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With Jim Sabatini

Testament of Youth

Testament of Youth
Alicia Vikander, Kit Harington, Miranda Richardson and Hayley Atwell

Rated: PG-13 for thematic material including bloody and disturbing war related images.
Reviewed by: Jim  
Release date: June 5, 2015 Released by: Sony Pictures Classics

A well-accoutered British period piece based on Vera Brittain's memoir has its share of visual panache (notable for its lush imagery in the rear of many frames from James Kent's workmanlike direction) and desperation to instill a motif dear to its author where the latter sections hit a patch of cinematic viscosity from an emotional clash in the plotting (set in the early stages of WWI). Though it opens in a smartly understated, if piquant way to help its characters resonate like they did on Vera's iconic pages.

Nonetheless, Testament of Youth starring Alicia Vikander, Kit Harington (best known for HBO's Game of Thrones), as well as Miranda Richardson and Hayley Atwell works pretty well off of suppression as well as a favorable insouciant verve.

Vikander's Vera is a plucky late adolescent who coaxes her parents (Dominic West, Emily Watson) about Oxford entrance exams and brother Edward (Taron Egerton) to enlist in the military when Europe is ravaged by war. Also, her beau Roland (a likable clean-cut, if somewhat dispassionate Harington) joins up along with dear chums (Jonathan Bailey, Colin Morgan). A shaken Vera decides to exit university to be a nursing volunteer, in England and France as the war intensifies.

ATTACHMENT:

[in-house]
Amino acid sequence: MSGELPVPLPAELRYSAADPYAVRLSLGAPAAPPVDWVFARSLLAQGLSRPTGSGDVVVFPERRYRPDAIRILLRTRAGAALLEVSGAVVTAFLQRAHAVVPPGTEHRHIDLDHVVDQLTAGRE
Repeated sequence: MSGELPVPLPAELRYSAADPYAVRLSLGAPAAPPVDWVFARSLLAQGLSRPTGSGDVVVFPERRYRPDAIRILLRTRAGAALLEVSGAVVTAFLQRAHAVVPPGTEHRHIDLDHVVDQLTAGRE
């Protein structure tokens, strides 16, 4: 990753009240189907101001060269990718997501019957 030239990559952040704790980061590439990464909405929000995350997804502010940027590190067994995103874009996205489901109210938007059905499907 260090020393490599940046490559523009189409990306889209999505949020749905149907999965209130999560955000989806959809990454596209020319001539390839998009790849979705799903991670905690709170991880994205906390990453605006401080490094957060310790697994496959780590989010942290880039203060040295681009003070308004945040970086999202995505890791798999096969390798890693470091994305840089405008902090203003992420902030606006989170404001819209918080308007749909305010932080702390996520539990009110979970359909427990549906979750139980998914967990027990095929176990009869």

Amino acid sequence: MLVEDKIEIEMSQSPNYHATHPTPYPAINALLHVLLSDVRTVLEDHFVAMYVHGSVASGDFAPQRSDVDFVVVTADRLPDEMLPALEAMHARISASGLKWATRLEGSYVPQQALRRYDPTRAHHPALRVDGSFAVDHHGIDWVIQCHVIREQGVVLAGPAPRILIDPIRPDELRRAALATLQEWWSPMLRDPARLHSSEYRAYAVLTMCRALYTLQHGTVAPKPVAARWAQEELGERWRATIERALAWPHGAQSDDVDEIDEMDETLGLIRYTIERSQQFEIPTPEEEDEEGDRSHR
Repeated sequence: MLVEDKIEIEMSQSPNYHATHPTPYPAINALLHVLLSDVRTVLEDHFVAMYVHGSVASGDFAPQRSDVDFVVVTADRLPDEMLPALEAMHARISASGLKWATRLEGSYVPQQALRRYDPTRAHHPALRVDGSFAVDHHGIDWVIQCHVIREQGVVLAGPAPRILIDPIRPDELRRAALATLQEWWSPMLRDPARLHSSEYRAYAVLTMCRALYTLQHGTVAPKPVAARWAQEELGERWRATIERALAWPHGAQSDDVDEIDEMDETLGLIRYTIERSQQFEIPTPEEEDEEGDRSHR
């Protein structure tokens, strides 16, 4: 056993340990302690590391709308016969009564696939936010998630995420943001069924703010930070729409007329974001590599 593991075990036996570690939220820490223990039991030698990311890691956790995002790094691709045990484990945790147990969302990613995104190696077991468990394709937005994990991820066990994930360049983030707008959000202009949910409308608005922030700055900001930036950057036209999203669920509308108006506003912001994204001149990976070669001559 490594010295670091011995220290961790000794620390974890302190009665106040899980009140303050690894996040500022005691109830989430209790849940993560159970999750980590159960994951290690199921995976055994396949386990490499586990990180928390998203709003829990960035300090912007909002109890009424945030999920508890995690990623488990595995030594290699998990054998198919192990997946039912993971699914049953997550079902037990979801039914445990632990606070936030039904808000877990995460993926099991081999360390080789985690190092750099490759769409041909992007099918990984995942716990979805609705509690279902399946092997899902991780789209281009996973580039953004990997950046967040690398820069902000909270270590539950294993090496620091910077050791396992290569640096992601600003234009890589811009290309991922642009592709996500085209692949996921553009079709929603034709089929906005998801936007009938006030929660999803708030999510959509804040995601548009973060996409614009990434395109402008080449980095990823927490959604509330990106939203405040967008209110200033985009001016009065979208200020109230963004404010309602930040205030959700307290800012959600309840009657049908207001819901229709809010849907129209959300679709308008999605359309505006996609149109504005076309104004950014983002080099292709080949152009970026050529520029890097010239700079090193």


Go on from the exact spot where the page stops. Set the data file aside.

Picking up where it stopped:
From Vera's perspective, Vikander (striking in Ex Machina as an admonishing, programmed being) extends a cogent charisma from her varying experiences during a global transformation. A quite watchable, steely presence is evident as her inner life feels like its dying away. It's clear that there is veritable on-screen rapport between Vikander and Harington before a wistful pallor ultimately descends on Juliette Towhidi's screenplay. Even in narrowed roles, Egerton, Bailey and Morgan, besides the more recognizable West and Watson don't go unnoticed.

Atwell and Richardson do even better in back-up with the former as a spunky frontline medical colleague up against increasing carnage and the latter as a nettlesome, if wavering Oxford professor when it comes to understanding a young woman looking for a new hope and positivity in her life. Even if a well-intentioned, romantically-inclined Testament of Youth is constrained (and burdened a bit) by a lasting appearance of anti-war mawkishness.

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